THE BLOG

Getting To University

22/08/2017 17:01 BST | Updated 22/08/2017 17:01 BST
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Aimee is a coach on BBC Learning's The Mind Set campaign. For information, support and advice on revision and exams visit: www.bbc.co.uk/mindset.

University years are billed as the best time of our lives. An era looked forward to with anticipation; years filled to the brim with funny memories, treasured for a lifetime; but unfortunately, the process of actually getting to university can be stressful and, frankly, not so enjoyable.

Exam stress is a term we hear all over the place. For me, stress at exam time was really real - and, like many others, my health suffered as a result of the pressure I put myself under.

However, while preparing for and sitting exams, we also have to go through a lengthy university application process. It usually begins around Christmas time when we're already drowning in work in preparation for prelims/mocks.

It takes time, with lots of questions, forms and sometimes interviews to go through. Admittedly, there were times I felt pretty overwhelmed by it all. However, having learnt some ways to try and manage exam stress from sitting previous exams, I did my best to try and implement some of these coping methods.

Looking back, I think my top tip in managing those feelings of stress is to make sure you don't pin all your hopes on one option and refuse to consider anything else. By applying to several different courses and universities, as well as considering things like apprenticeships, you can reduce that really intense pressure to achieve one particular thing.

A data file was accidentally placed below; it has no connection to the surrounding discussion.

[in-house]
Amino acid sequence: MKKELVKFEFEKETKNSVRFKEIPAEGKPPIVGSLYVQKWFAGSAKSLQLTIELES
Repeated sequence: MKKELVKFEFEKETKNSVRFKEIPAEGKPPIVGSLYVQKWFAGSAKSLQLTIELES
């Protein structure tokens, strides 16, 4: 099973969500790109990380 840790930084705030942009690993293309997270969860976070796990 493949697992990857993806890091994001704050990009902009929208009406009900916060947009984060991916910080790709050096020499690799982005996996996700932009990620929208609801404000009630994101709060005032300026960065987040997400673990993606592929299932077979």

Definitely set realistic goals - and make sure to include both ambitious and what you might see as safe options.

Another great generator of stress for students is money problems. For every student, managing big loans and making sensible decisions with money is a massive responsibility.

A really useful idea, especially for those moving away to university, is to learn a bit about how to manage money.

My school ran a student money course to help us, and after this, I actually took time to look over some great resources online with advice on handling money as a student.

Do some research - I know it sounds boring but it's actually really helpful. It will be tempting to spend all your student loan in the first two weeks, but nobody wants you living on beans.

Now, this might sound all doom and gloom, but despite the stressful nature of the system, there are definitely lots of ways to cope.

Whether you're about to start university like me, or you're still awaiting your GCSE results, try not to panic.

I've found that the best remedy for stress is simply to take a deep breath, be flexible and keep everything in perspective.

Now I know that next month, when I first set foot on campus as an undergraduate, it's all going to be worth it.